On paper, these races were very similar. In both, Payne was running against either Udin or his ally. And in both, the same dark-horse candidate -- school board member Mark Brentley -- was also in the running. So how did Lavelle find the means to defeat her this time around?
The answer is simple: He didn't. Payne beat herself.
As with most elections this May, turnout in this race was low. In the 2005 council contest, more than 4,800 votes were cast: This year, the number was just below 4,300 -- a drop of 11 percent.
But Payne was the only candidate who suffered as a result. Lavelle won the race with 1,910 votes -- a couple dozen below his former boss's 2005 total. Brentley, too, had almost exactly the same amount of support he had 4 years ago: In 2009 he earned 696 votes -- just 13 below his 2005 total.
But Payne? She finished 486 votes short of her total in 2005 -- a drop of 22 percent. That's twice the decline in overall turnout. And that's what did her in.
I've always been irritated when pundits say things like, "This race will be decided by turnout." Yeah, duh: The candidate who gets the most supporters to show up generally wins elections. But in this case, I think, the observation has some merit ... because Payne seems to have gotten cocky.
Iit's safe to say that she was, well, confident going into the election. As CP's Chris Young reported, at her campaign kickoff Payne told backers, "We're absolutely going to win. It's just by a matter of how much." And it wasn't just a matter of projecting confidence to supporters, either: In an interview two months after that campaign event, Payne asked Young, "Why shouldn't I be confident? Is there a reason not to be?"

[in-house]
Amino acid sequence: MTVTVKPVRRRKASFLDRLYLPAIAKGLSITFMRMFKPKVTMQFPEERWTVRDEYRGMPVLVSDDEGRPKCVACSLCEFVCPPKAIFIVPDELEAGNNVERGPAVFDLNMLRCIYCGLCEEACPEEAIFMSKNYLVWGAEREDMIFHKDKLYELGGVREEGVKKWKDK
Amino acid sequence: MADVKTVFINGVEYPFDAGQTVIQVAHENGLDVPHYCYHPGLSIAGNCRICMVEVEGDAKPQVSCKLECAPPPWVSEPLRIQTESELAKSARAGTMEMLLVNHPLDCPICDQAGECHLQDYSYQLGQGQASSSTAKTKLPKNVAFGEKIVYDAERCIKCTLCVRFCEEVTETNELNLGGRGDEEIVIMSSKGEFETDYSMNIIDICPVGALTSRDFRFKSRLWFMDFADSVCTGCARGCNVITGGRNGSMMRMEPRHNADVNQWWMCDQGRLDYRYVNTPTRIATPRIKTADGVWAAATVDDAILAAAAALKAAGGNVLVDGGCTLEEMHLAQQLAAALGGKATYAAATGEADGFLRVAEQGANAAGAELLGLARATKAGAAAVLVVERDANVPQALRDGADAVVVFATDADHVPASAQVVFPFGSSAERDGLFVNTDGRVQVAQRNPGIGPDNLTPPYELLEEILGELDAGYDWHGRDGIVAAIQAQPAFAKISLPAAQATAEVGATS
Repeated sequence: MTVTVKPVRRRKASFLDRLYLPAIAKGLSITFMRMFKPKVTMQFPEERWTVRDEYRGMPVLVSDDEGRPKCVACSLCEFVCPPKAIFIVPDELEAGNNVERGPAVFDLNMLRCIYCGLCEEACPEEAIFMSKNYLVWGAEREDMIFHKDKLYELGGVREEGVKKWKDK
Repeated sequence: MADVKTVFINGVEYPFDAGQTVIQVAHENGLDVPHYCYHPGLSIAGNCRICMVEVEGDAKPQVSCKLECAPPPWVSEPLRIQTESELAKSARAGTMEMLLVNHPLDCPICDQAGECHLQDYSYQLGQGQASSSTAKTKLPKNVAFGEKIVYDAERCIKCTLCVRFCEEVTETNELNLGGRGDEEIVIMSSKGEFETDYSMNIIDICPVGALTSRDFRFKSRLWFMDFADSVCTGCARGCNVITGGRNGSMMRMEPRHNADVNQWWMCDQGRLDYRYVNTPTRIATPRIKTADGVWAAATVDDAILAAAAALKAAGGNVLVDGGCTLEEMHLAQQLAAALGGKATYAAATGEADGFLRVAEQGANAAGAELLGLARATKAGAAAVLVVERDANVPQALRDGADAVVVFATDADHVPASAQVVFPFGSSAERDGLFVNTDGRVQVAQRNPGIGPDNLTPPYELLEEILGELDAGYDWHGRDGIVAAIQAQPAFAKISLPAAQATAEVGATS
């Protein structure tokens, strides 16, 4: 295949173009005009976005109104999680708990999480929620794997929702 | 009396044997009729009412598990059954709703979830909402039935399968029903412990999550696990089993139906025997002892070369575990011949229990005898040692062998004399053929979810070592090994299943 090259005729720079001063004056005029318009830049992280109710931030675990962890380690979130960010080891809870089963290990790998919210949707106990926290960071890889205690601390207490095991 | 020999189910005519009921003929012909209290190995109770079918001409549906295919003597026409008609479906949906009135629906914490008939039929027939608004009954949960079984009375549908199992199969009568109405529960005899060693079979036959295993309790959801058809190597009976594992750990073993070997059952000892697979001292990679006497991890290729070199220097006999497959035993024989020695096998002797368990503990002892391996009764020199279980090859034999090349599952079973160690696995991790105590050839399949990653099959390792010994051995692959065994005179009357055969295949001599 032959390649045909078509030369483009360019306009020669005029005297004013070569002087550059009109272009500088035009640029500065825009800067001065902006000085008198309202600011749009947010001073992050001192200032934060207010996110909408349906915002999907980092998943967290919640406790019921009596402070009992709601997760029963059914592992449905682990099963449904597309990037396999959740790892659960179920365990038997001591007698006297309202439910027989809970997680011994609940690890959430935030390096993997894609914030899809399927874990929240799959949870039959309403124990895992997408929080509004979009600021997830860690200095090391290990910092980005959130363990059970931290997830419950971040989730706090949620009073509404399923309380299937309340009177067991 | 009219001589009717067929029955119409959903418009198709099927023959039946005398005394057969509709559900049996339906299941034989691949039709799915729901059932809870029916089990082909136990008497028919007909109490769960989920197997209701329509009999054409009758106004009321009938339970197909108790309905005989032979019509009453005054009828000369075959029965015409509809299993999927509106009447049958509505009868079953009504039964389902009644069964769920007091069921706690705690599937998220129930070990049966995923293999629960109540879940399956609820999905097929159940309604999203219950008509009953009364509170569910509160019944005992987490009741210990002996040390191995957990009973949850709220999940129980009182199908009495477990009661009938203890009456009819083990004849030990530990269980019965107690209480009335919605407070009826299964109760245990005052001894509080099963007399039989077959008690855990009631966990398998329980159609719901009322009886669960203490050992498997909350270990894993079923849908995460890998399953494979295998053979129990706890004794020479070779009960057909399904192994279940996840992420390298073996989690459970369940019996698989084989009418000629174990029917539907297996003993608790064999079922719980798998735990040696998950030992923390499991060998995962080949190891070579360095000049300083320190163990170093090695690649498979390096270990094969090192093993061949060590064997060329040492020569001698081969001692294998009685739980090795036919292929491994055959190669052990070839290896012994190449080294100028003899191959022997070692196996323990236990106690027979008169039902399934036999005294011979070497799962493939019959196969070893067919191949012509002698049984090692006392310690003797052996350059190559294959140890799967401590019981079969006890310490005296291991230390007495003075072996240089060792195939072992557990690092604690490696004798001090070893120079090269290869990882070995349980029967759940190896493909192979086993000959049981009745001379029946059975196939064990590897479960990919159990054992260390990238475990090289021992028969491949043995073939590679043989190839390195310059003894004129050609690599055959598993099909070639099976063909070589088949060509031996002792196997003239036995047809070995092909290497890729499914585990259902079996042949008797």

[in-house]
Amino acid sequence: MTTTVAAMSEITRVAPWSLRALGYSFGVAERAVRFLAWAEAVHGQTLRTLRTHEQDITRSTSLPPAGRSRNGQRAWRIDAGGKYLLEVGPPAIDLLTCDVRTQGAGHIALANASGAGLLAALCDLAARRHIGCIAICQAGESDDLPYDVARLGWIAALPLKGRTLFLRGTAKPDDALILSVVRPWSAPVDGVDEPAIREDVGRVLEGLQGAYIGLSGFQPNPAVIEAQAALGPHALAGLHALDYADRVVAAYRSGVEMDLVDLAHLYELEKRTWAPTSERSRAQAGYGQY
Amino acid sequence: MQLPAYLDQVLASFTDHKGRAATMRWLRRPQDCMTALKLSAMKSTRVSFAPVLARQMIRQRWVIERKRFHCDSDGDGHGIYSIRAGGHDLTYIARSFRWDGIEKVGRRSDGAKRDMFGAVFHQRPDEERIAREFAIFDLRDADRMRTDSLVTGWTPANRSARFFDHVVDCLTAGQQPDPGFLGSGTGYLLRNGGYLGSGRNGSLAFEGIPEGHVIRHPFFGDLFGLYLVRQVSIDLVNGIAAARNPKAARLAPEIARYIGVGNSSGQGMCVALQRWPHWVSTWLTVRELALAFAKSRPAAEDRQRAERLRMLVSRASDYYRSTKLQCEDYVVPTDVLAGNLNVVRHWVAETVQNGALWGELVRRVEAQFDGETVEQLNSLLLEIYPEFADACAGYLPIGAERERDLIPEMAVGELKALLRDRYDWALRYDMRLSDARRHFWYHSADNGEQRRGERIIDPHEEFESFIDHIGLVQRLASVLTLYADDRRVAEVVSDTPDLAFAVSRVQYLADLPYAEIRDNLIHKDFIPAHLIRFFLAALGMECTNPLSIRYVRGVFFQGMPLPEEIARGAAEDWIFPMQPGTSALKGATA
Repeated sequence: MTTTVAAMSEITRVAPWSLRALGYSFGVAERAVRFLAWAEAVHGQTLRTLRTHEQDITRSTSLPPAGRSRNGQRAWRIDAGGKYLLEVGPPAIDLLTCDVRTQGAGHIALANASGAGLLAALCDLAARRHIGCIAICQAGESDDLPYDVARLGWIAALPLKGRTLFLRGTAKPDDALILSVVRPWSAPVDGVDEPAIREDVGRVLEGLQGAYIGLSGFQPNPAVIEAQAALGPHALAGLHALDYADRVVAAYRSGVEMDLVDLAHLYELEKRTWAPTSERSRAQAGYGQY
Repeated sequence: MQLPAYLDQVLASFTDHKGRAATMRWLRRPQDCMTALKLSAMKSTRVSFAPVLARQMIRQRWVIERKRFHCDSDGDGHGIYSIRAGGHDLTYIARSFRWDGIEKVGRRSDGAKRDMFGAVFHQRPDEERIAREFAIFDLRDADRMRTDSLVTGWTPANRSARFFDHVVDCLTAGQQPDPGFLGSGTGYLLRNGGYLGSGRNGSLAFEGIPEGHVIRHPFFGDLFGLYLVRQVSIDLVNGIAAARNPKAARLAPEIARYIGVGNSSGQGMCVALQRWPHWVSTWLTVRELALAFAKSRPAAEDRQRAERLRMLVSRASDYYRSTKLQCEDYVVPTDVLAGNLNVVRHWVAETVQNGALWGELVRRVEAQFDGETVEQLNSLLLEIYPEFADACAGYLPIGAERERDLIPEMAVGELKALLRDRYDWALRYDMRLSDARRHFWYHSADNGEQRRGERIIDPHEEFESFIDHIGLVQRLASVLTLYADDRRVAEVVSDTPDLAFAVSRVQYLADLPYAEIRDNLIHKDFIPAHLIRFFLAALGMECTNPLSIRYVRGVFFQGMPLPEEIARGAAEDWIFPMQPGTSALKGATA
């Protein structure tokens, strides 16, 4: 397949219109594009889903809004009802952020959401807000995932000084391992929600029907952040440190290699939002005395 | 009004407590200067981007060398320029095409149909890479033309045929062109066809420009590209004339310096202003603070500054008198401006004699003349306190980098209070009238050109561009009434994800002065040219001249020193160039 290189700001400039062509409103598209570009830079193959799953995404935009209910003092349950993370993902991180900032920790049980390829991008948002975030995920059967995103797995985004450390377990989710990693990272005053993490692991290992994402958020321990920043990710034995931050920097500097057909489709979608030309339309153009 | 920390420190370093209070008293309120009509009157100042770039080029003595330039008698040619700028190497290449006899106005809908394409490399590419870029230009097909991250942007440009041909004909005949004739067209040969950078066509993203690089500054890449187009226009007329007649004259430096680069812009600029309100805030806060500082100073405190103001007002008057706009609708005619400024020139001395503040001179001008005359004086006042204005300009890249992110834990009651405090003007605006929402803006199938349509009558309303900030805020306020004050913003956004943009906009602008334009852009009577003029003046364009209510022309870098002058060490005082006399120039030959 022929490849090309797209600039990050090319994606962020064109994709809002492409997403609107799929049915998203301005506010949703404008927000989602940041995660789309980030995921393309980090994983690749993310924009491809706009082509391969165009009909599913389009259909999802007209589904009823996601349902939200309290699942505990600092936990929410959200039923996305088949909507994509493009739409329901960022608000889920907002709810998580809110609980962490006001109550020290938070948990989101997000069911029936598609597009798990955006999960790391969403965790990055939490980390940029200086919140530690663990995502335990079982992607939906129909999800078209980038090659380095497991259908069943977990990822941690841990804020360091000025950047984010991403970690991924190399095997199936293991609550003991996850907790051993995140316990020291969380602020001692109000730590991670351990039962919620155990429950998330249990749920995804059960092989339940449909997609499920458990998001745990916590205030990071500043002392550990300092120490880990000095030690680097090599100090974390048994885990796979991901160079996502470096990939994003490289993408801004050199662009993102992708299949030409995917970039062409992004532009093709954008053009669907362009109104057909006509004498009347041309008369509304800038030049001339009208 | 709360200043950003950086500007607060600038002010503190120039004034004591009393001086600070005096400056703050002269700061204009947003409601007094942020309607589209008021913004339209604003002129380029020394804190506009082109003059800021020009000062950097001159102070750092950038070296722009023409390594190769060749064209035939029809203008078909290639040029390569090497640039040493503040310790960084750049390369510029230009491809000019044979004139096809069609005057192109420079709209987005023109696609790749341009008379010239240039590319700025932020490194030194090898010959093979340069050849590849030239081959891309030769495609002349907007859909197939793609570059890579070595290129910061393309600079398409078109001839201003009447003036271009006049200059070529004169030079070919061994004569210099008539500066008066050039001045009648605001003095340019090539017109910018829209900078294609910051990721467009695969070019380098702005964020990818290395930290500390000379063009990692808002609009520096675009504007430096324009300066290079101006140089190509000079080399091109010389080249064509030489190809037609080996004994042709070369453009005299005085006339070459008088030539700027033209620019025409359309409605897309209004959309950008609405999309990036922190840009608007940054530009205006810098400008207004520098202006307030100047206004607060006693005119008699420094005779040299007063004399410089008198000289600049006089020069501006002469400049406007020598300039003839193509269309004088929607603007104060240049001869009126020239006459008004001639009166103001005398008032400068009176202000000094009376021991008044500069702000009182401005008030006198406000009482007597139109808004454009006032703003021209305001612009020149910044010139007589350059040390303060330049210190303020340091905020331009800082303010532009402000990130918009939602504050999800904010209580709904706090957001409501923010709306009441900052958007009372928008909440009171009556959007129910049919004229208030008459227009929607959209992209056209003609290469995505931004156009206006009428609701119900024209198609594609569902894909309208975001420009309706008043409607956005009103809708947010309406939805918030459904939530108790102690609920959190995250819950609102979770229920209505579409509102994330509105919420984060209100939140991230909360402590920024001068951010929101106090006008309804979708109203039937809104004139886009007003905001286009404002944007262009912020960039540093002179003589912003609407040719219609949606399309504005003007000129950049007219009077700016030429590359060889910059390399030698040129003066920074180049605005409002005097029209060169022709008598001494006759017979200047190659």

Apparently, there were a couple hundred reasons.
Perhaps the most damning result in this race is this: Payne's support fell most sharply in Ward 5, the heart of the Hill District.
A new hockey arena is going up just next door to these voters, who've been promised jobs and other community benefits as a result. Ordinarily, you'd expect the promise of development to benefit an incumbent. And yet, Payne got nearly 300 fewer votes in Ward 5 than she did four years ago -- before anyone had ever even heard of a "Community Benefits Agreement." (She also lost ground in nearby portions of Wards 3 and 4.)
Lavelle's campaign, not surprisingly, had faulted Payne for not doing more on the CBA. But few voters turned to him instead. He did improve on Udin's Ward 5 performance, but not enough to explain the drop in Payne's support. Apparently, more voters were turned off by Payne than were turned on by Lavelle.
I'm not sure whether this is because voters are cynical about the CBA -- they've heard job promises before, after all -- or whether they are merely cynical about Payne. Probably both. The incumbent, after all, originally supported a plan to bring a casino to the Hill, and once accused those who sought community benefits of trying to commit "extortion."
Maybe it doesn't really matter, since Lavelle won in any case. But Lavelle should make sure he doesn't get cocky. He won with just 44.5 percent of the vote -- almost exactly the same percentage Payne earned in 2005. And while a lot of folks outside the district are excited by his victory, the numbers show little evidence that people inside the district were swept up in the enthusiasm.
Other than a modest improvement in precincts near the arena site, Lavelle did nothing to expand on the base that Udin bequeathed him. In fact, Lavelle actually lost ground in the district's North Side wards (where perhaps other voters shared Sue Kerr's doubts about his commitment to the North Side).
This election was about voters turning on Payne ... just as 2005 seems to have been about voters turning on Udin. If he's smart, Lavelle will be mindful of the trend here.